In November 2002, this jurisdictional assignment was codified in the DOJ Reauthorization Act.3 This remains the current jurisdictional framework.

I believe Congress should amend the IG Act and give the OIG complete jurisdiction throughout the DOJ for several reasons. First, the current law treats DOJ attorneys differently from all other DOJ employees and from all other federal employees, including litigating attorneys in other agencies, all of whom are subject to the jurisdiction of their agency’s OIG. No other agency carves out a group of its employees from the oversight of its OIG.

Second, the current limitation on the DOJ OIG’s jurisdiction prevents the OIG – which by statute operates independent of the agency – from investigating an entire class of misconduct allegations involving DOJ attorneys’ actions, and instead assigns this responsibility to OPR, which is not statutorily independent and reports directly to the Attorney General and the Deputy Attorney General. In effect, the limitation on the OIG’s jurisdiction creates a conflict of interest and contravenes the rationale for establishing independent Inspectors General throughout the government. It also permits an Attorney General to assign an investigation that raises questions about his conduct or the conduct of his senior staff to OPR, an entity that reports to and is supervised by the Attorney General and Deputy Attorney General and that lacks the insulation and independence guaranteed by the IG Act.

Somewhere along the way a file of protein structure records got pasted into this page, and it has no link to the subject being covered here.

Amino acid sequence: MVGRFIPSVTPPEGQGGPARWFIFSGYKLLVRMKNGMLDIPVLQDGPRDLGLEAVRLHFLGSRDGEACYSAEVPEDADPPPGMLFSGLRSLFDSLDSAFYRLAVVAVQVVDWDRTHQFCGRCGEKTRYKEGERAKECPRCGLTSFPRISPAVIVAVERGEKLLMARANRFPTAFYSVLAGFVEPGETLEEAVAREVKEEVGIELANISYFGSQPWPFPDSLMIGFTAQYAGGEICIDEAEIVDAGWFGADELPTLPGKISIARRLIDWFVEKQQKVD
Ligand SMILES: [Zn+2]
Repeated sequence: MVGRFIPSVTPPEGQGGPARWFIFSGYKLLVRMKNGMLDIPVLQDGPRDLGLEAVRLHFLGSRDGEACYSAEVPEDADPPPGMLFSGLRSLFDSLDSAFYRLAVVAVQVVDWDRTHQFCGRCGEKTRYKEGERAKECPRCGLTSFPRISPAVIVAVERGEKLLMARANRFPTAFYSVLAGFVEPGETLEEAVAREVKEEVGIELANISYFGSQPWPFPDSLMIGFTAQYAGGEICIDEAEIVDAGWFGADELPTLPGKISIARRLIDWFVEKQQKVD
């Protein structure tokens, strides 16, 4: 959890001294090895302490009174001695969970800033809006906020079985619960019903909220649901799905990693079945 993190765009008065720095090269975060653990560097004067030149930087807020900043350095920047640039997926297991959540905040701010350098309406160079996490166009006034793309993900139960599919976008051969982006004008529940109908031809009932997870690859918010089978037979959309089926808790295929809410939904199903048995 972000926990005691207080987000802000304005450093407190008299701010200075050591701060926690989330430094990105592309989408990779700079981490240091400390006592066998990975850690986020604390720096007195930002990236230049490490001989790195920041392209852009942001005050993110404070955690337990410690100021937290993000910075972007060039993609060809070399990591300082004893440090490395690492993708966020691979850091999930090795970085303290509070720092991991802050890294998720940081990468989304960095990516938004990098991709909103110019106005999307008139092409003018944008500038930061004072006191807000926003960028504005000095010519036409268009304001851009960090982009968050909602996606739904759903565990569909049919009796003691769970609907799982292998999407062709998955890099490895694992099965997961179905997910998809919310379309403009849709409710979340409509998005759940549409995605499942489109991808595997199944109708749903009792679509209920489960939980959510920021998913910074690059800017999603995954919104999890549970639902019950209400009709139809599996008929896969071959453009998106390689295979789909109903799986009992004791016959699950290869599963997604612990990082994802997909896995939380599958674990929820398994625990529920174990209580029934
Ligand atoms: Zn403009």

This concern is not merely hypothetical. Recently, the Attorney General directed OPR to investigate aspects of the removal of U.S. Attorneys. In essence, the Attorney General assigned OPR – an entity that does not have statutory independence and reports directly to the Deputy Attorney General and Attorney General – to investigate a matter involving the Attorney General’s and the Deputy Attorney General’s conduct.4 The IG Act created OIGs to avoid this type of conflict of interest. It created statutorily independent offices to investigate allegations of misconduct throughout the entire agency, including actions of agency leaders. All other federal agencies operate this way, and the DOJ should also.

Third, while the OIG operates transparently, OPR does not. The OIG publicly releases its reports on matters of public interest, with the facts and analysis underlying our conclusions available for review. In contrast, OPR operates in secret. Its reports, even when they examine matters of significant public interest, are not publicly released.